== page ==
Wednesday, June 18, 2008

Urban Locavore: But where do you buy groceries?

Guest blogging on CincinnatiLocavore today is Brianne Fahey, who lives downtown and blogs at LiveGreenCincinnati about green building, energy efficiency, and environmental lifestyles in the Greater Cincinnati area.

Downtown Cincinnati has been a great place to work for years. Over the past decade a revitalizing Cincinnati has started trending toward becoming a real livable new urbanist neighborhood. New residential developments have increased the population in both the Central Business District and Over the Rhine. When I tell people that I live downtown, the number one question I am asked is “But where do you buy groceries?”

My answer? The same way people in Cincinnati bought groceries 100 years ago.

During the week when I am in a bit more of a rush, I stop on Court Street at lunch to visit the butcher store for a fresh cut of something tasty and hit the bakery for some rolls or a baguette. I buy fresh and stop regularly because I can only carry one small bag home with me on foot before I have to get back to my office. After work, if the corner store on my block is still open, I can stop in for some cereal and toilet paper. If I’m feeling under the weather, I can walk an extra 2 blocks to the pharmacist.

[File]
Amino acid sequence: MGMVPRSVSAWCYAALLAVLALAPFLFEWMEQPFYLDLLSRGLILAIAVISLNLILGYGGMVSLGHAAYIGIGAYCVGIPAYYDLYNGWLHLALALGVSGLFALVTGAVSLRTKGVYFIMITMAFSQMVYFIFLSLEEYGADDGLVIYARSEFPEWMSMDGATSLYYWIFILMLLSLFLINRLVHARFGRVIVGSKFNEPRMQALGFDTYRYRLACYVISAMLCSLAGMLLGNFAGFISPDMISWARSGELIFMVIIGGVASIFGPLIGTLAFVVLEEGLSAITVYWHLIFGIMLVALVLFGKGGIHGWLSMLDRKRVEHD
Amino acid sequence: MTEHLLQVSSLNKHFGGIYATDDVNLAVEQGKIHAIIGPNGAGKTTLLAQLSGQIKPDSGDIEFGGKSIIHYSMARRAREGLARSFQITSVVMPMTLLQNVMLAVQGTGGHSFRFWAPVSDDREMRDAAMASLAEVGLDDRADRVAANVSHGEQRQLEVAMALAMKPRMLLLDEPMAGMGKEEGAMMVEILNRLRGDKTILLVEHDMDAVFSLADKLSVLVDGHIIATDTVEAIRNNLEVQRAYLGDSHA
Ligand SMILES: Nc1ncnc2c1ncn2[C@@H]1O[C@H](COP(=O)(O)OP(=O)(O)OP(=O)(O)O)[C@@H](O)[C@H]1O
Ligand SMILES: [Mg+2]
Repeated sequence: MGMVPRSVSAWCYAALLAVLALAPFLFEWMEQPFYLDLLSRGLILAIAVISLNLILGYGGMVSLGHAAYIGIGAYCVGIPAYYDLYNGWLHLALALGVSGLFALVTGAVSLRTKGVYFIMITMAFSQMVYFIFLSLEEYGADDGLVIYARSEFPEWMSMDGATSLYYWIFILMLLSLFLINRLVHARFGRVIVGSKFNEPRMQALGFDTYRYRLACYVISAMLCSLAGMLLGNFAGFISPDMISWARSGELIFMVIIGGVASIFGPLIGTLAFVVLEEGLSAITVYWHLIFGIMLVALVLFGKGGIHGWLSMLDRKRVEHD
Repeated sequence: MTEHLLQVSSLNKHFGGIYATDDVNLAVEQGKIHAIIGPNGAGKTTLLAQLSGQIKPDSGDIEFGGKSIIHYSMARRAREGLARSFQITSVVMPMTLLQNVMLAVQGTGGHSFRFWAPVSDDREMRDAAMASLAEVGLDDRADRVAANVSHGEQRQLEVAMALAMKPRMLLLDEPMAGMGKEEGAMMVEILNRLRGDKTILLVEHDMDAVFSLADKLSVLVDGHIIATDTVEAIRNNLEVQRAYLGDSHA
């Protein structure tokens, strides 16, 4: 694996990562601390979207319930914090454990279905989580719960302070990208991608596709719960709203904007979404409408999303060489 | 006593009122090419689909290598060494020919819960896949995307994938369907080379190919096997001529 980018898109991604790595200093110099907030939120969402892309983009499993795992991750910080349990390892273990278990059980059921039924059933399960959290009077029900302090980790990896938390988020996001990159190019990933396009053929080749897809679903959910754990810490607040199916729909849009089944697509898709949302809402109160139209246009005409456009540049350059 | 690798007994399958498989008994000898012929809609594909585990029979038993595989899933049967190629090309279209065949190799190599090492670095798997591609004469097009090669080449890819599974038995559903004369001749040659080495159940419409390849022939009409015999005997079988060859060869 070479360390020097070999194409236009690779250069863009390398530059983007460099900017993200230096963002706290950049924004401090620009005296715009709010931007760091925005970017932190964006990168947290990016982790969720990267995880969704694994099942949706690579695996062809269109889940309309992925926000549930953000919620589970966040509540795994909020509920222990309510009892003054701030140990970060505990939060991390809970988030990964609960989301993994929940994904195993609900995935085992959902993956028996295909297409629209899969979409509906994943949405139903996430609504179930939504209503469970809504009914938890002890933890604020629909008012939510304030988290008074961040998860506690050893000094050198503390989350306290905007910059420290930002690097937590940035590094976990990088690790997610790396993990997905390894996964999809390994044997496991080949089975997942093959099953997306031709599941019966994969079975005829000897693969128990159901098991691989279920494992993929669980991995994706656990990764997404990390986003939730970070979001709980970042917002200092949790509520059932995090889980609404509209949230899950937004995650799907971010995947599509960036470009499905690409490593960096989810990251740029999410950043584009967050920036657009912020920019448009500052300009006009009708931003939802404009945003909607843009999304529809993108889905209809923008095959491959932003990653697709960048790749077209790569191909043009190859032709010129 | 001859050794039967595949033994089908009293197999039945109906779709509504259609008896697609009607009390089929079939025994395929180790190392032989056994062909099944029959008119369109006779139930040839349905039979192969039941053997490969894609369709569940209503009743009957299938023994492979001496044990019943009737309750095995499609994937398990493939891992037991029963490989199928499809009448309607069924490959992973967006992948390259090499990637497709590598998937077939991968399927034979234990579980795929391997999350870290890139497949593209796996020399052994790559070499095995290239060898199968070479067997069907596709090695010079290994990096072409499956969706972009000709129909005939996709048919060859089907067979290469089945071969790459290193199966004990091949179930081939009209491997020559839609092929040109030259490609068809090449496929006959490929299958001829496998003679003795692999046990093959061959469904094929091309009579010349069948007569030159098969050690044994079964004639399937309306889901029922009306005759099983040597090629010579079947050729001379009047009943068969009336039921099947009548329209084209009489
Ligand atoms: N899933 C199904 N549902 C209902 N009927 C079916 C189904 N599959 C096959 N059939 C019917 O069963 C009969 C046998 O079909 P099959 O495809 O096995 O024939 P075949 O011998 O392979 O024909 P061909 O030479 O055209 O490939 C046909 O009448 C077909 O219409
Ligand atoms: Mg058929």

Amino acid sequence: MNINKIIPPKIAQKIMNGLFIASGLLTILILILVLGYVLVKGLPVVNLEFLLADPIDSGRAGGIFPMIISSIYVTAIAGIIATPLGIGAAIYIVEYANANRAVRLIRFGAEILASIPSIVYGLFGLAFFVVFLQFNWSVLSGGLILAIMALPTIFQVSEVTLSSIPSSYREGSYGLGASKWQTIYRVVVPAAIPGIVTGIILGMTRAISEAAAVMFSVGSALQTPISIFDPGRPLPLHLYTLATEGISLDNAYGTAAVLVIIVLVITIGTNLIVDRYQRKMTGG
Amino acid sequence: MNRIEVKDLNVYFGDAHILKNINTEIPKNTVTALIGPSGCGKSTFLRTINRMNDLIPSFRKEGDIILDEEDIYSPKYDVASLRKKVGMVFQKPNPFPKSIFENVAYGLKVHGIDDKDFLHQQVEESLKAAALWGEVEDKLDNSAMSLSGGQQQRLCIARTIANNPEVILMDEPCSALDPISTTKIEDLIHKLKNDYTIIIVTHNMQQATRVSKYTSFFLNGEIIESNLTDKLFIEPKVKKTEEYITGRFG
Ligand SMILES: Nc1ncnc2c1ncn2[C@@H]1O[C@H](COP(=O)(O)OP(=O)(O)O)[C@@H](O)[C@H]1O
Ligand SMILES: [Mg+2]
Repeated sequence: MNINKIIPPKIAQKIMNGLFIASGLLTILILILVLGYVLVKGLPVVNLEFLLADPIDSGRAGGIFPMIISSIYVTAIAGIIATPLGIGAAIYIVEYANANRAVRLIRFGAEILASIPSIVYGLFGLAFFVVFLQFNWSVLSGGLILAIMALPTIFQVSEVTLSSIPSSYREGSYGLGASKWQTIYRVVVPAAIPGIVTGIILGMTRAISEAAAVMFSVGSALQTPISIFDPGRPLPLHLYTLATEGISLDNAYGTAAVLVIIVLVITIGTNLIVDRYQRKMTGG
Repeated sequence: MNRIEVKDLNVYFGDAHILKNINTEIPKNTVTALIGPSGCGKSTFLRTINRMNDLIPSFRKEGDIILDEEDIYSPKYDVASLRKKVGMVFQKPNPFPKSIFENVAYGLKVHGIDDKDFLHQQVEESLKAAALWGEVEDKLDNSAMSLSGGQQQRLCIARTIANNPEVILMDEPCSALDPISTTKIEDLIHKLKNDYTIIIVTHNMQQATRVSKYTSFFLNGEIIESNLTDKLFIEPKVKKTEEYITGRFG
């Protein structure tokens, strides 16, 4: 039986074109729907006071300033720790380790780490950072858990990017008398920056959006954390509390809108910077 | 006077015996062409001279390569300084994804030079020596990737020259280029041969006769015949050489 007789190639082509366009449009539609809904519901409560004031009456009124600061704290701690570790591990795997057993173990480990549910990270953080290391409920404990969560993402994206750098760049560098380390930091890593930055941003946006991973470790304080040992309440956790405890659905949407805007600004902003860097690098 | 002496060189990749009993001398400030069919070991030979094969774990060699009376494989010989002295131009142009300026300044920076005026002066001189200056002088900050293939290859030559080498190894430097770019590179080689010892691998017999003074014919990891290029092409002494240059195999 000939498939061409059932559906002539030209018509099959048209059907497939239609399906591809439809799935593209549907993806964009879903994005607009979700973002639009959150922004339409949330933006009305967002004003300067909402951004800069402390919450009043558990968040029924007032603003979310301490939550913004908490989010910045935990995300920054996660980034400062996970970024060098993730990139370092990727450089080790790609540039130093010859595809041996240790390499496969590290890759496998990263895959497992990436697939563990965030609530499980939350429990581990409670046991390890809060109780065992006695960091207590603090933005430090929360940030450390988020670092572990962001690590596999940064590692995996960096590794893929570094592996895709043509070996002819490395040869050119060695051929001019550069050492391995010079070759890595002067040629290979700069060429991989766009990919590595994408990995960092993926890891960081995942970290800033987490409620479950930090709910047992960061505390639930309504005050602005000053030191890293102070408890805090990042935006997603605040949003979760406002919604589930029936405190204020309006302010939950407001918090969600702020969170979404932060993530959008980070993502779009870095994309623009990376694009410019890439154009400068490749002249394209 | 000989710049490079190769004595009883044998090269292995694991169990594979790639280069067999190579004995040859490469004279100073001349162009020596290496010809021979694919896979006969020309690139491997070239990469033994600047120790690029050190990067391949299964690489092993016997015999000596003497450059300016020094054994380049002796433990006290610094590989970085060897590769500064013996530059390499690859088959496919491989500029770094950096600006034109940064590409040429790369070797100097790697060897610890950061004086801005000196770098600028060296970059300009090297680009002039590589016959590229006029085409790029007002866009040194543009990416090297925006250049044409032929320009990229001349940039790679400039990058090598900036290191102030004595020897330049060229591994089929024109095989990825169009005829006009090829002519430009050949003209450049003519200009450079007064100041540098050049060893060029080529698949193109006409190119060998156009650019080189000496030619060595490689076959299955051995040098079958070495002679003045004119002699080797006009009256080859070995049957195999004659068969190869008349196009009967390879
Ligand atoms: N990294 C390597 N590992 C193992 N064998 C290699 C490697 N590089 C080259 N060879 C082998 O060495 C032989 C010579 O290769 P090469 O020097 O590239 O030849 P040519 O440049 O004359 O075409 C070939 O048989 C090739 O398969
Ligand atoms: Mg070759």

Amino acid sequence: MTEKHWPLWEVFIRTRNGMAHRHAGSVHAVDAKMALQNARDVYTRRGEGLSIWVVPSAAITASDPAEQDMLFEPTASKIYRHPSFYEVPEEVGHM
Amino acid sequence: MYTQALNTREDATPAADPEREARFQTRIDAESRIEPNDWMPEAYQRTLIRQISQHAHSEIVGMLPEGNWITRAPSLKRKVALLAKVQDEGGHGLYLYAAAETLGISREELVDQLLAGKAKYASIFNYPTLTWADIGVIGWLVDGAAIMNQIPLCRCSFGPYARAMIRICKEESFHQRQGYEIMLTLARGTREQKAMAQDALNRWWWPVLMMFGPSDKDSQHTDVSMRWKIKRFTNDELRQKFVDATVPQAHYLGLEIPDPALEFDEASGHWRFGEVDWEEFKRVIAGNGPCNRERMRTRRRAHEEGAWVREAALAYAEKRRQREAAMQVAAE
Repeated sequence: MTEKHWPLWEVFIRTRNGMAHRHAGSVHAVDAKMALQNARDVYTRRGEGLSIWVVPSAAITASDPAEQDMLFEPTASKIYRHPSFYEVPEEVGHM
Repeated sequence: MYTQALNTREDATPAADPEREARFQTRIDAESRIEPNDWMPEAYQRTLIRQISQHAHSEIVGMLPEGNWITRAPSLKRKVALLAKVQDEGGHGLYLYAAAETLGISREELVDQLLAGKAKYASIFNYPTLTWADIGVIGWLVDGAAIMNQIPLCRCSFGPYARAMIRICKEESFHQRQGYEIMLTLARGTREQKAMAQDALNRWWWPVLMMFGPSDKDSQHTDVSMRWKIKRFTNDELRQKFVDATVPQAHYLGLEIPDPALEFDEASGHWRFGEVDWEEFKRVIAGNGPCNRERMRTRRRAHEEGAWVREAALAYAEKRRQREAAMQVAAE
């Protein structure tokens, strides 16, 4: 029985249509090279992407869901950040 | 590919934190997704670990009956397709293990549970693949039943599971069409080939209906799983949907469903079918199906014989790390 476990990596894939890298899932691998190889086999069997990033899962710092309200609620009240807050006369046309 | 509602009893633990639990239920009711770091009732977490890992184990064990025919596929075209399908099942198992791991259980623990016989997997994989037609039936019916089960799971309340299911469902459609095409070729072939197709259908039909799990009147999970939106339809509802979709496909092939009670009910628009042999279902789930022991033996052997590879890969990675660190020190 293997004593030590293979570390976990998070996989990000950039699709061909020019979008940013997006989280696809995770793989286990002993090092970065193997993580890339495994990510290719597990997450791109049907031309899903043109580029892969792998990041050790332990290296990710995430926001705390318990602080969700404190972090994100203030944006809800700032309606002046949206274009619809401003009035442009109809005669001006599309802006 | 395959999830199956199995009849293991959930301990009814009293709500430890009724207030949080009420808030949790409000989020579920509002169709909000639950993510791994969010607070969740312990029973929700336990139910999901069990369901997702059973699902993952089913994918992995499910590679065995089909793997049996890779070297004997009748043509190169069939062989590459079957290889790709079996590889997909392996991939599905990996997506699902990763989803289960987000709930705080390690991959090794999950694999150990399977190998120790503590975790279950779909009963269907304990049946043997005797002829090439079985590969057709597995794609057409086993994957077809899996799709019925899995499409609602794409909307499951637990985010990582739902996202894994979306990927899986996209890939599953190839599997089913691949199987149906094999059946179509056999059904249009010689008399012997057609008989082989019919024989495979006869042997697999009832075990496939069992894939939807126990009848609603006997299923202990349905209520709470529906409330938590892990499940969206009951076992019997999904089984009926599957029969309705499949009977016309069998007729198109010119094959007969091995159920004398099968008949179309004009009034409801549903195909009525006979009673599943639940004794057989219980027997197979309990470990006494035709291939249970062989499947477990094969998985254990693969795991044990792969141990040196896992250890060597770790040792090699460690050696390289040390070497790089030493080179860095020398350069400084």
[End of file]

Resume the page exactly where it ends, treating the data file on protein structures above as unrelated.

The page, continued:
On the weekends I have time to walk or take my bicycle up to the local farmers' market where there is a lot more to choose from. I can meal-plan for the week and stay on budget when I buy just enough from each vendor. Once my backpack is full, I’m finished shopping and I can say hi to the neighbors and enjoy some fresh air on my 10-minute trek home.

When I learned to adapt to my neighborhood and rely on the local businesses for my needs, I became a member of the community. As a side effect, I also became a locavore, an urbanist, an alternative transportation advocate, a budgeter, and an avid walker. I’m healthier, less-stressed, within my budget, and enjoying knowing my neighbors.


Heather said...

I always thought it would be fun (but expensive) to live in NYC for this very reason. All those episodes of Seinfeld got to me and I wished I had a little corner market to stop at.

I live in Pleasant Ridge and the "market" we had closed right before I bought my house. I previously was in Mt Lookout - but the market there leaves a lot to be desired (in selection and hours of operation).

Nice read...thanks!

VisuaLingual said...

It's not even like shopping 100 years ago; it's just urban shopping. Plenty of people in larger cities live like this. The food may be more expensive, but you're paying for the convenience and time savings of not having to make a car trip to a large grocery store, and that also saves you money. I agree, too, that shopping in your neighborhood really helps to make you a member of a community, as you get to know local business owners and area farmers.

ekalb said...